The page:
The U.S. attorney's office is trying to get the federal court to impose "unlawfully cumulative" sentences in the Singer-Swapp case, according to a memorandum decision by U.S. District Chief Judge Bruce S. Jenkins.

In his 12-page decision, Jenkins clearly was responding to a request by U.S. Attorney Brent D. Ward that the U.S. 10th Circuit Court of Appeals, Denver, order the resentencing of Vickie Singer and Addam Swapp.Ward wants five more years added to the terms of both, who are among the defendants convicted in last January's bombing, standoff and shooting at Marion, Summit County.

As part of his sentencing of the Singer-Swapp defendants on a variety of charges, Jenkins declined to add any prison time for Addam Swapp and Vickie Singer for using a bomb in a crime of violence. Ward wrote in an appeal to the 10th Circuit court that this count carries a mandatory five-year term.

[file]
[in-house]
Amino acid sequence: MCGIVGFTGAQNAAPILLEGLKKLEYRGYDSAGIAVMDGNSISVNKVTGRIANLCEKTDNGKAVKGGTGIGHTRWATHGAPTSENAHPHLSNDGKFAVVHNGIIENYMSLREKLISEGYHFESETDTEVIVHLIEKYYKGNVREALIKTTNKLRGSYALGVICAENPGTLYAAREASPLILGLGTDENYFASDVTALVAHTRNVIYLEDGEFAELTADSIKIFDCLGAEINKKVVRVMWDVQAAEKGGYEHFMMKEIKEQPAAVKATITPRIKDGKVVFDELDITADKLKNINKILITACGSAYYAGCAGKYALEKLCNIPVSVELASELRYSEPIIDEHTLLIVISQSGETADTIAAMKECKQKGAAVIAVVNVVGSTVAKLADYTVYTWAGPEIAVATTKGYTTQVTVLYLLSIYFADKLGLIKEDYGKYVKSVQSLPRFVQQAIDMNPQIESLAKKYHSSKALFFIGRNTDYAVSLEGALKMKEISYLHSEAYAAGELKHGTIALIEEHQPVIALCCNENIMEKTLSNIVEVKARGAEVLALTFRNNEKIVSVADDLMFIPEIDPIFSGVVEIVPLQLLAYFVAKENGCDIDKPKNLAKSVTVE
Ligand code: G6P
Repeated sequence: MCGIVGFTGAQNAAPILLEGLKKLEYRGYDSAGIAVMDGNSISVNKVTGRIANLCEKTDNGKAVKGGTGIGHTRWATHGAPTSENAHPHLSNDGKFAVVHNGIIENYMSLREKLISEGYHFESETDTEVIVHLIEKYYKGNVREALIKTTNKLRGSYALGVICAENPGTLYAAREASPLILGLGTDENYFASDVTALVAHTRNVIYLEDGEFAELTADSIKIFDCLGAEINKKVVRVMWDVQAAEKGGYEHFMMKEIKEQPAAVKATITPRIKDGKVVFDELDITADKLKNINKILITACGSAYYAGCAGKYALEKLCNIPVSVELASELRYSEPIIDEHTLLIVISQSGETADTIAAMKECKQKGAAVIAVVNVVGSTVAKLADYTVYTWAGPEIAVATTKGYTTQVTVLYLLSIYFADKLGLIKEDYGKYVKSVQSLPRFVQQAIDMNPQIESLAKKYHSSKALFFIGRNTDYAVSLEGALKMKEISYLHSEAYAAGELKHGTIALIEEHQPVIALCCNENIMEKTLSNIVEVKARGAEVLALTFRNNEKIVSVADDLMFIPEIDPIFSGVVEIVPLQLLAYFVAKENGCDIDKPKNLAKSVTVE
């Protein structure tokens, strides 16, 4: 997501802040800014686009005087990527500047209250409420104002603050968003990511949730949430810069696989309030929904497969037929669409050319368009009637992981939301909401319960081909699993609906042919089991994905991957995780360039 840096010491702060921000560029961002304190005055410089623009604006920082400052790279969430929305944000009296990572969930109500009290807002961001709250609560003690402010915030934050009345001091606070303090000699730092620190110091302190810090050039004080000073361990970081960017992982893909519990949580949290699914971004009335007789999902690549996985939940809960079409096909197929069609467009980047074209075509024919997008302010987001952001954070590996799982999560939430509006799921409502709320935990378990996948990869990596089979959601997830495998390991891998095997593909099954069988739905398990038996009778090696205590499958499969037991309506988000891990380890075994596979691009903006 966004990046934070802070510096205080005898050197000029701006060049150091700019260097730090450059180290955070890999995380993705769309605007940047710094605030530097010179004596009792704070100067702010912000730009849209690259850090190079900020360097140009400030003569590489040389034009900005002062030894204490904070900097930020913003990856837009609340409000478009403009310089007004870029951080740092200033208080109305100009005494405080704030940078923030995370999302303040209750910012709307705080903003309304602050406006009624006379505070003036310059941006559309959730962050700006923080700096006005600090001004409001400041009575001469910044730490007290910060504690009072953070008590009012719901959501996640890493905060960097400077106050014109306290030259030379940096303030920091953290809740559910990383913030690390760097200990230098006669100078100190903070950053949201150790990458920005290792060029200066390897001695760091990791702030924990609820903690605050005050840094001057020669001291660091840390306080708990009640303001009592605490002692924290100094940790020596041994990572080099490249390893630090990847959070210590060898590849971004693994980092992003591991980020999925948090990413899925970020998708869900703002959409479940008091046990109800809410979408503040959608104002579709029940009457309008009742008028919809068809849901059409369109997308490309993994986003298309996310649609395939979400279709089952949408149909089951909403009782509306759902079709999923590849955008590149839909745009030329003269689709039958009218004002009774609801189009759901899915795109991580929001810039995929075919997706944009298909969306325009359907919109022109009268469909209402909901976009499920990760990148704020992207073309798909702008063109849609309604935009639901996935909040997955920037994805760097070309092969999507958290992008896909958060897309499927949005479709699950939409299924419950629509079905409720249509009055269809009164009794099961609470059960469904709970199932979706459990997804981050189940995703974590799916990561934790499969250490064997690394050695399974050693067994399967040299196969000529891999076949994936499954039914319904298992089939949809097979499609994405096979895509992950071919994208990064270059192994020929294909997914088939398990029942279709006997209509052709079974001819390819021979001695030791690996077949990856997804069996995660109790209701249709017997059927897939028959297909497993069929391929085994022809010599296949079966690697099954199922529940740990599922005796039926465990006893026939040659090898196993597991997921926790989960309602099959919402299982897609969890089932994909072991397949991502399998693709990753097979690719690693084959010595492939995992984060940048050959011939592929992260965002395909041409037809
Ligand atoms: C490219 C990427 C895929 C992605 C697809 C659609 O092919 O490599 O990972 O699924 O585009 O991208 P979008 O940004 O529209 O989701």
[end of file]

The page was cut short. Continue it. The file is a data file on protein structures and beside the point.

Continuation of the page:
Among other crimes, both Swapp and Singer were convicted on the first two counts of the indictment. Count I charged that they damaged the Kamas LDS Stake Center on Jan. 16, 1988, by blowing it up. Count II was that they used a bomb in blowing it up.

"It seemed to this court at the time of sentencing, and it seems to the court now, that it is unlawfully cumulative that one should be punished for destroying a building through the use of a bomb (count one), and that one should be further punished for destroying the same building through the use of the same bomb (count two)," Jenkins wrote.

The judge aimed a barb at Ward when he implied that the indictment was not written as clearly as it should have been, if the prosecutors wanted defendants convicted on distinct offenses.

"Had the United States attorney charged in Count II, which he did not, that in carrying the bomb to the site where it was used, the defendants carried with them as well some other device (such as a rifle, for example), other than the material alleged in Count I, then the sentencing result could well be different.

"Neither the pleadings nor the proof in this instance supply that needed variation, that additional element, which to the court seems essential to justify the imposition of additional punishment."